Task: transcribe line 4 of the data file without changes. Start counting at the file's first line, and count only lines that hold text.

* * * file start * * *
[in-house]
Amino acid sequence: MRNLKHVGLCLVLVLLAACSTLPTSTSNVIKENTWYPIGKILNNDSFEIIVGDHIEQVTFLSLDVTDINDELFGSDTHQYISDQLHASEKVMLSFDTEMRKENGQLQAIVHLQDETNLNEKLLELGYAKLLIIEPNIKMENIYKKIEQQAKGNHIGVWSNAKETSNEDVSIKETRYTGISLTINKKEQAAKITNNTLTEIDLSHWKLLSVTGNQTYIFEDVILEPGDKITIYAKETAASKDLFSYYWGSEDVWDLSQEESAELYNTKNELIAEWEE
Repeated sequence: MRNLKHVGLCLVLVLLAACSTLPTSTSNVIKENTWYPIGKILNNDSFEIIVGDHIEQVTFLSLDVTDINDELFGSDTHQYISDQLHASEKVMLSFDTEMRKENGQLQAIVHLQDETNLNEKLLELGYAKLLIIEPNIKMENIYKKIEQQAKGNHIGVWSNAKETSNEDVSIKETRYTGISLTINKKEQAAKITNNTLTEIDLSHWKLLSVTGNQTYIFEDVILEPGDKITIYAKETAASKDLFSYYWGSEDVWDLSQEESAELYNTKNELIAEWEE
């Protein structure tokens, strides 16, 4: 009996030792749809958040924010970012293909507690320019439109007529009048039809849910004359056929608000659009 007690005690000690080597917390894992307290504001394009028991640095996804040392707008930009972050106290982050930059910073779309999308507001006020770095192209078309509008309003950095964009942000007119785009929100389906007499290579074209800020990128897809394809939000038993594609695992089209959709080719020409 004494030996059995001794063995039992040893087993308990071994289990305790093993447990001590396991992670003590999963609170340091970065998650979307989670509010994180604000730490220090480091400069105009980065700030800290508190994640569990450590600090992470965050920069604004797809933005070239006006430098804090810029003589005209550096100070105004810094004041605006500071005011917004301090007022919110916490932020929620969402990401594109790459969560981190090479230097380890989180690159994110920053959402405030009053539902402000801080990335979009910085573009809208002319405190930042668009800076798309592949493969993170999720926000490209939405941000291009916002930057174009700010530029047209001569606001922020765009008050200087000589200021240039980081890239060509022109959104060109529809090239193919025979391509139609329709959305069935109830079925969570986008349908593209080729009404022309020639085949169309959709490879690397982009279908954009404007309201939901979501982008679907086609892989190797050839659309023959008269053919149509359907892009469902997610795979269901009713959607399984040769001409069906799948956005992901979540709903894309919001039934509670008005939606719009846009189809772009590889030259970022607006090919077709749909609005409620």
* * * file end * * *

């Protein structure tokens, strides 16, 4: 009996030792749809958040924010970012293909507690320019439109007529009048039809849910004359056929608000659009 007690005690000690080597917390894992307290504001394009028991640095996804040392707008930009972050106290982050930059910073779309999308507001006020770095192209078309509008309003950095964009942000007119785009929100389906007499290579074209800020990128897809394809939000038993594609695992089209959709080719020409 004494030996059995001794063995039992040893087993308990071994289990305790093993447990001590396991992670003590999963609170340091970065998650979307989670509010994180604000730490220090480091400069105009980065700030800290508190994640569990450590600090992470965050920069604004797809933005070239006006430098804090810029003589005209550096100070105004810094004041605006500071005011917004301090007022919110916490932020929620969402990401594109790459969560981190090479230097380890989180690159994110920053959402405030009053539902402000801080990335979009910085573009809208002319405190930042668009800076798309592949493969993170999720926000490209939405941000291009916002930057174009700010530029047209001569606001922020765009008050200087000589200021240039980081890239060509022109959104060109529809090239193919025979391509139609329709959305069935109830079925969570986008349908593209080729009404022309020639085949169309959709490879690397982009279908954009404007309201939901979501982008679907086609892989190797050839659309023959008269053919149509359907892009469902997610795979269901009713959607399984040769001409069906799948956005992901979540709903894309919001039934509670008005939606719009846009189809772009590889030259970022607006090919077709749909609005409620």